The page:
Giving shape to the deep depression that pervaded Lincoln's adult life, Joshua Wolf Shenk's Lincoln's Melancholy reveals how this illness influenced both the president's character and his leadership. Lincoln forged a hard path toward mental health from the time he was a young man. Shenk draws from historical record, interviews with Lincoln scholars, and contemporary research on depression to understand the nature of his unhappiness. In the process, he discovers that the President's coping strategies—among them, a rich sense of humor and a tendency toward quiet reflection—ultimately helped him to lead the nation through its greatest turmoil.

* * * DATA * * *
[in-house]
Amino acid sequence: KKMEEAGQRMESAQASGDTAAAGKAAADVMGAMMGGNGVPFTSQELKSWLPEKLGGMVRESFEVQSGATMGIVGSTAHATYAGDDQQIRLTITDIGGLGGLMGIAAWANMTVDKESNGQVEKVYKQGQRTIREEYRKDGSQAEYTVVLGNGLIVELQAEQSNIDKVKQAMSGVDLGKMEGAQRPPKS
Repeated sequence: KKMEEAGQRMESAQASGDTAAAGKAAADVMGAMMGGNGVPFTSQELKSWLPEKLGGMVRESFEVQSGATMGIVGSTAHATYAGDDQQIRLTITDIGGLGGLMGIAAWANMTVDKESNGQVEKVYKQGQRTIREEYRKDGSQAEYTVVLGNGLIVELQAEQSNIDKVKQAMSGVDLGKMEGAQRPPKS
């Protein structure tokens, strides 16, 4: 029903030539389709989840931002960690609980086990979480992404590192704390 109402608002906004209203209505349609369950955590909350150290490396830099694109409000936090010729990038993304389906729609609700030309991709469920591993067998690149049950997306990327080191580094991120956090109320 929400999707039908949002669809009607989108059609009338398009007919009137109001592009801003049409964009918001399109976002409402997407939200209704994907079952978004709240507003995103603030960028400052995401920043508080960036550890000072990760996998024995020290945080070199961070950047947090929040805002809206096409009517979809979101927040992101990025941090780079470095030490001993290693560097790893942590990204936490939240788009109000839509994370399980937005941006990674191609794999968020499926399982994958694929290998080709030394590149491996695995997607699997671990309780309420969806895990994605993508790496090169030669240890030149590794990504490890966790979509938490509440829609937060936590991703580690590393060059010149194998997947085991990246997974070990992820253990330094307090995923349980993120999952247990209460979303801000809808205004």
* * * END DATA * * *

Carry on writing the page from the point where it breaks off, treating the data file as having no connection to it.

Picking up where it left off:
Drawing on seven years of his own research and the work of other< BR> esteemed Lincoln scholars, Shenk reveals how the sixteenth< BR> president harnessed his depression to fuel his astonishing success.< BR> Lincoln found the solace and tactics he needed to deal with the nation& #39; s< BR> worst crisis in the & quot; coping strategies& quot; he had developed over a lifetime< BR> of persevering through depressive episodes and personal tragedies.< BR> < BR> With empathy and authority gained from his own experience with< BR> depression, Shenk crafts a nuanced, revelatory account of Lincoln and< BR> his legacy. Based on careful, intrepid research, Lincoln& #39; s Melancholy< BR> unveils a wholly new perspective on how our greatest president< BR> brought America through its greatest turmoil.< BR> < BR> Shenk relates Lincoln& #39; s symptoms, including mood swings and< BR> at least two major breakdowns, and offers compelling evidence of the< BR> evolution of his disease, from & quot; major depression& quot; in his twenties and< BR> thirties to & quot; chronic depression& quot; later on. Shenk reveals the treatments< BR> Lincoln endured and his efforts to come to terms with his melancholy, < BR> including a poem he published on suicide and his unpublished writings< BR> on the value of personal& mdash; and national& mdash; suffering. By consciously< BR> shifting his goal away from personal contentment (which he realized< BR> he could not attain) and toward universal justice, Lincoln gained the< BR> strength and insight that he, and America, required to transcend< BR> profounddarkness.